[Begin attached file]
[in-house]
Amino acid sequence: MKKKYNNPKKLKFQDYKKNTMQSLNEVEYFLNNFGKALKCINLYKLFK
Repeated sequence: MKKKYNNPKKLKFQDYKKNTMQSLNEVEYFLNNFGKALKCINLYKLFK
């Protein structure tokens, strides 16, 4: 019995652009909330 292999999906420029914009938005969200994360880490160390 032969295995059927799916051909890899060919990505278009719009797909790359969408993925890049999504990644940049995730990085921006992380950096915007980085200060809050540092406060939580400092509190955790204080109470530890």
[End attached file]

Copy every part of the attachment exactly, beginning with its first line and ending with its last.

[in-house]
Amino acid sequence: MKKKYNNPKKLKFQDYKKNTMQSLNEVEYFLNNFGKALKCINLYKLFK
Repeated sequence: MKKKYNNPKKLKFQDYKKNTMQSLNEVEYFLNNFGKALKCINLYKLFK
């Protein structure tokens, strides 16, 4: 019995652009909330 292999999906420029914009938005969200994360880490160390 032969295995059927799916051909890899060919990505278009719009797909790359969408993925890049999504990644940049995730990085921006992380950096915007980085200060809050540092406060939580400092509190955790204080109470530890």